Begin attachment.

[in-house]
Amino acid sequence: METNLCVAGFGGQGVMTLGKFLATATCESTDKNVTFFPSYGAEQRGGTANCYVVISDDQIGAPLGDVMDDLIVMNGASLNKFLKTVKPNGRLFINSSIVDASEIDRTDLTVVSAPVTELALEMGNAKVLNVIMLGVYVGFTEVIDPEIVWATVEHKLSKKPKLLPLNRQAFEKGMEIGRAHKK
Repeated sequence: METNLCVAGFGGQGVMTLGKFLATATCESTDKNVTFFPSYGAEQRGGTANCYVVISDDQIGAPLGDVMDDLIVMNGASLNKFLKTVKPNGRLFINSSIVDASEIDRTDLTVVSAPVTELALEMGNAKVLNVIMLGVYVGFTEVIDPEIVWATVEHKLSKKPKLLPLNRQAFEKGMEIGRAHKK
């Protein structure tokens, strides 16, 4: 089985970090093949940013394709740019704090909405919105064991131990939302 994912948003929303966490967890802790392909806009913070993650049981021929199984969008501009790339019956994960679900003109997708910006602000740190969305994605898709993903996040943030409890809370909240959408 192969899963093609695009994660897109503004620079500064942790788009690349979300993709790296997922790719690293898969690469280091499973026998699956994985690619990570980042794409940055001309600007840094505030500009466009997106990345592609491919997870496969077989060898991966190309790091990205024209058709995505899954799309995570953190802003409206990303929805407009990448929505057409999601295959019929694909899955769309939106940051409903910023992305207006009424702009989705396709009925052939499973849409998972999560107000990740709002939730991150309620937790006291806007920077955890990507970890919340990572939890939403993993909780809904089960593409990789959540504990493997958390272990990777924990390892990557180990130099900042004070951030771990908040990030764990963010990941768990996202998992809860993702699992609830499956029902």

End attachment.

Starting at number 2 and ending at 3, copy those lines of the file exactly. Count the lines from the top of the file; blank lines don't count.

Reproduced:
Amino acid sequence: METNLCVAGFGGQGVMTLGKFLATATCESTDKNVTFFPSYGAEQRGGTANCYVVISDDQIGAPLGDVMDDLIVMNGASLNKFLKTVKPNGRLFINSSIVDASEIDRTDLTVVSAPVTELALEMGNAKVLNVIMLGVYVGFTEVIDPEIVWATVEHKLSKKPKLLPLNRQAFEKGMEIGRAHKK
Repeated sequence: METNLCVAGFGGQGVMTLGKFLATATCESTDKNVTFFPSYGAEQRGGTANCYVVISDDQIGAPLGDVMDDLIVMNGASLNKFLKTVKPNGRLFINSSIVDASEIDRTDLTVVSAPVTELALEMGNAKVLNVIMLGVYVGFTEVIDPEIVWATVEHKLSKKPKLLPLNRQAFEKGMEIGRAHKK